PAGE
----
No preview · Article · Dec 2015 · Monthly Notices of the Royal Astronomical Society
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    ABSTRACT: Observations of the cosmic microwave background indicate that baryons account for 5% of the Universe's total energy content. In the local Universe, the census of all observed baryons falls short of this estimate by a factor of two. Cosmological simulations indicate that the missing baryons might not have condensed into virialized haloes, but reside throughout the filaments of the cosmic web (where matter density is larger than average) as a low-density plasma at temperatures of $10^5-10^7$ kelvin, known as the warm-hot intergalactic medium. There have been previous claims of the detection of warm baryons along the line of sight to distant blazars and of hot gas between interacting clusters. These observations were, however, unable to trace the large-scale filamentary structure, or to estimate the total amount of warm baryons in a representative volume of the Universe. Here we report X-ray observations of filamentary structures of gas at $10^7$ kelvin associated with the galaxy cluster Abell 2744. Previous observations of this cluster were unable to resolve and remove coincidental X-ray point sources. After subtracting these, we reveal hot gas structures that are coherent over scales of 8 mergaparsecs. The filaments coincide with over-densities of galaxies and dark matter, with 5-10% of their mass in baryonic gas. This gas has been heated up by the cluster's gravitational pull and is now feeding its core. Our findings strengthen evidence for a picture of the Universe in which a large fraction of the missing baryons reside in the filaments of the cosmic web.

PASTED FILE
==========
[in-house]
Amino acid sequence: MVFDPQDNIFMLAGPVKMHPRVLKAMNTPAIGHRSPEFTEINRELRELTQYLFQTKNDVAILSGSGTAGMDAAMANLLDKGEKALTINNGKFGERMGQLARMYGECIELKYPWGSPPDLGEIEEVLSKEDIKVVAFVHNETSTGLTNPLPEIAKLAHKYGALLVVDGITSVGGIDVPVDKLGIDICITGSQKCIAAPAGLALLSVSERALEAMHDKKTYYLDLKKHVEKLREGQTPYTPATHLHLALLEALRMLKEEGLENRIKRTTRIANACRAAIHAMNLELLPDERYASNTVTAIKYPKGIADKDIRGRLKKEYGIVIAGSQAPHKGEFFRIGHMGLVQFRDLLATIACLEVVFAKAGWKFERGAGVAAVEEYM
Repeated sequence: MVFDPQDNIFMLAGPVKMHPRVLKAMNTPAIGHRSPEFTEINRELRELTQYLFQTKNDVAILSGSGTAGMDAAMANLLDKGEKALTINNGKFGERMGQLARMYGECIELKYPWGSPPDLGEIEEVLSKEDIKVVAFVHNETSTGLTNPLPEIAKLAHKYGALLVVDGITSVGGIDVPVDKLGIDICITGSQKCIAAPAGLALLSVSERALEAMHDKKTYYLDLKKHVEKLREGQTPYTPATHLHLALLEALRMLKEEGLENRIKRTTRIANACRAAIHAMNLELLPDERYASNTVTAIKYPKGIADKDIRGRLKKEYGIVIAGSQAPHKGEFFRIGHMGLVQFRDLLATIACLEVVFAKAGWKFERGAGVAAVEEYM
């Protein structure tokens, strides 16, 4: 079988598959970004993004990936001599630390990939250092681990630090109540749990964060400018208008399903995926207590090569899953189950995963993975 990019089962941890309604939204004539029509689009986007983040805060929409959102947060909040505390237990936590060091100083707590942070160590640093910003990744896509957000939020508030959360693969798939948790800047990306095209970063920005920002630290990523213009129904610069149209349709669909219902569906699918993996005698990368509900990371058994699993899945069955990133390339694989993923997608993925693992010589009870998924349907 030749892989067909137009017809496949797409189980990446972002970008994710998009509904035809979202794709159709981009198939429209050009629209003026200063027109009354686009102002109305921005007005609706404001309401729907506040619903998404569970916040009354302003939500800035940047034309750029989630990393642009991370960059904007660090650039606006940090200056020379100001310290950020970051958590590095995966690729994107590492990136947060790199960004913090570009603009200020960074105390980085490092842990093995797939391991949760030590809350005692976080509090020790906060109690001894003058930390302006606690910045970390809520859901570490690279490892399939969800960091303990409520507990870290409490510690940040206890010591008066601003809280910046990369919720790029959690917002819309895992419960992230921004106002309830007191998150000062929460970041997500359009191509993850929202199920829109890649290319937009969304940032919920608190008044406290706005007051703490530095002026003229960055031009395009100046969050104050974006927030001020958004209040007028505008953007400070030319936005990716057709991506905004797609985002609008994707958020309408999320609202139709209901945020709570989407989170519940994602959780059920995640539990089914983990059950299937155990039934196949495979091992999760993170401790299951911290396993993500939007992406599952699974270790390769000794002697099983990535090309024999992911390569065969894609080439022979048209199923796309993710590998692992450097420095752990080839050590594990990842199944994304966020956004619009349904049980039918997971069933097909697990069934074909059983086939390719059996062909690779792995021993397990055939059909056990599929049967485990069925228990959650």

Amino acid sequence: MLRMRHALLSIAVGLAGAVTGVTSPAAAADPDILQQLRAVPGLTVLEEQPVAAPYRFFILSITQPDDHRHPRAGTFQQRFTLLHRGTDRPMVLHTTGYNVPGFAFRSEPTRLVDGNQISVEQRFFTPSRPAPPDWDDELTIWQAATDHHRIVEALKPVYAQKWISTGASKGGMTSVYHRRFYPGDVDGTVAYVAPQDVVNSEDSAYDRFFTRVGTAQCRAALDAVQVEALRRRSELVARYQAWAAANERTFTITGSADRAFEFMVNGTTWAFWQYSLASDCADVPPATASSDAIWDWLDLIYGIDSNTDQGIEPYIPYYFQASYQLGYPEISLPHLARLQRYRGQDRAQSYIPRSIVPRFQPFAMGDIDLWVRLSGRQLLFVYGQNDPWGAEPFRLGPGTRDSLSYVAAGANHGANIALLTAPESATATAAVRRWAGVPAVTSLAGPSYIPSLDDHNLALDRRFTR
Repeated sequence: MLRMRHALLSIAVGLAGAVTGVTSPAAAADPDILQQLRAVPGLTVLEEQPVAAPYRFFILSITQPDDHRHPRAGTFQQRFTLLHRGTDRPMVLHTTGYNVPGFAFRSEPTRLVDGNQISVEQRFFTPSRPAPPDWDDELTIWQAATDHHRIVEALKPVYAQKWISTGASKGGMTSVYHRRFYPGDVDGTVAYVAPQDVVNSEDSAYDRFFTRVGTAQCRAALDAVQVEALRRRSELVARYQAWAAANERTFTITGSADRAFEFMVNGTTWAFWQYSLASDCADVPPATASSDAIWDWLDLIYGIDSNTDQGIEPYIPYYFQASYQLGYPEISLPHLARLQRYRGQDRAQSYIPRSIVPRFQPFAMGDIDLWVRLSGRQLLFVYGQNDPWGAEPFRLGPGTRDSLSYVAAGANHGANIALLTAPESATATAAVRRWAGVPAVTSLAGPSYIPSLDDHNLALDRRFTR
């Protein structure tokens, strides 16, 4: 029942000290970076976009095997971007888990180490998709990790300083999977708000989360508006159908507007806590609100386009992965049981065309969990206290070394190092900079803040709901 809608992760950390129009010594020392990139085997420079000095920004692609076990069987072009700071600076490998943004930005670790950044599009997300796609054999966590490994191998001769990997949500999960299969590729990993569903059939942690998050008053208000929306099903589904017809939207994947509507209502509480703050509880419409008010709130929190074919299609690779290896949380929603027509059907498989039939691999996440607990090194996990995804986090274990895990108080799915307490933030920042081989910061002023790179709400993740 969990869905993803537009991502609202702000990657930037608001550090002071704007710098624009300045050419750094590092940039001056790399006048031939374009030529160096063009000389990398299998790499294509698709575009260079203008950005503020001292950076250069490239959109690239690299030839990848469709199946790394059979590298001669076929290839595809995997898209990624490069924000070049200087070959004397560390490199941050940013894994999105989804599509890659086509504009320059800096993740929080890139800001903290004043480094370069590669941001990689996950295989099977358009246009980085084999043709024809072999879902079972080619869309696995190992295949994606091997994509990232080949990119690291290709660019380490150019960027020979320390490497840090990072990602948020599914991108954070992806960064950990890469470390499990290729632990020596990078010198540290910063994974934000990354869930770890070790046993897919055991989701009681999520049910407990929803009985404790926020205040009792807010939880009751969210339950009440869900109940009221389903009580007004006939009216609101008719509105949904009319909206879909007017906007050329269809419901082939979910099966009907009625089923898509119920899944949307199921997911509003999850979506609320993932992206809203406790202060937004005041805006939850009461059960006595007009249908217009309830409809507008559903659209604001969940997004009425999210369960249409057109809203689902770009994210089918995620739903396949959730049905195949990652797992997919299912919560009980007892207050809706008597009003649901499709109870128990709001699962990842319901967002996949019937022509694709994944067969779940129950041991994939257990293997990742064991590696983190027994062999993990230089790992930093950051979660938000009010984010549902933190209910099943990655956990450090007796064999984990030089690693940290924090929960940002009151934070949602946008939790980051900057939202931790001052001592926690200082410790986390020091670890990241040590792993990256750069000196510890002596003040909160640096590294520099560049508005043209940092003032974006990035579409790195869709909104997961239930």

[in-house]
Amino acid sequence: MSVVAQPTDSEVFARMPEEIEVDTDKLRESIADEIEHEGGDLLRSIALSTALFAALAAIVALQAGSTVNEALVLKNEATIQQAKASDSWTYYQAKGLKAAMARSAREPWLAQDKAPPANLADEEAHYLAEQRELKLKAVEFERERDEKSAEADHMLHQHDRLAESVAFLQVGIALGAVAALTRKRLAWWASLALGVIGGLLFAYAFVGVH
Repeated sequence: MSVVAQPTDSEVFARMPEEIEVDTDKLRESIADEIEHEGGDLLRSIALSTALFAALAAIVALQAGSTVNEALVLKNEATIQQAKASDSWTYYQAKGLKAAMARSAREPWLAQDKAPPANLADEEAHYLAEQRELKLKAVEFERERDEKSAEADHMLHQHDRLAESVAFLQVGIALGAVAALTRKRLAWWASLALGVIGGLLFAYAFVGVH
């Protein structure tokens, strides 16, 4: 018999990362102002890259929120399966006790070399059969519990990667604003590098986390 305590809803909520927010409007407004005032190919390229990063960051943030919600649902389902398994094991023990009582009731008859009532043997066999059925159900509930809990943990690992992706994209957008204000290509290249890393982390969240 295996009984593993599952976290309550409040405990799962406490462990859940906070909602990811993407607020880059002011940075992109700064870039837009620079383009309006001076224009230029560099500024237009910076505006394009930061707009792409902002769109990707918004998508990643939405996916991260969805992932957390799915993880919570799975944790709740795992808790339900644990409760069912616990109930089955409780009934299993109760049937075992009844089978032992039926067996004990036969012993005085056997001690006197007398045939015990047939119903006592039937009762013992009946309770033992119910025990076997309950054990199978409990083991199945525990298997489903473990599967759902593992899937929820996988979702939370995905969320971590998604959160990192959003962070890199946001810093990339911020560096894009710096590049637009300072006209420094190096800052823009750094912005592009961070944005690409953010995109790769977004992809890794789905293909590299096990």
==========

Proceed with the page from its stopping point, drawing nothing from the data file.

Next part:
Full-text · Article · Dec 2015 · Nature
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    ABSTRACT: Mass calibration uncertainty is the largest systematic effect for using clusters of galaxies to constrain cosmological parameters. We present weak lensing mass measurements from the Canada-France-Hawaii Telescope Stripe 82 Survey for galaxy clusters selected through their high signal-to-noise thermal Sunyaev-Zeldovich (tSZ) signal measured with the Atacama Cosmology Telescope (ACT). The average weak lensing mass is $\left(4.8\pm0.8\right)\,\times10^{14}\,\mathrm{M}_\odot$, consistent with the tSZ mass estimate of $\left(4.70\pm1.0\right)\,\times10^{14}\,\mathrm{M}_\odot$ which assumes a universal pressure profile for the cluster gas. Our results are consistent with previous weak-lensing measurements of tSZ-detected clusters from the Planck satellite. When comparing our results, we estimate the Eddington bias correction for the sample intersection of Planck and weak-lensing clusters which was previously neglected.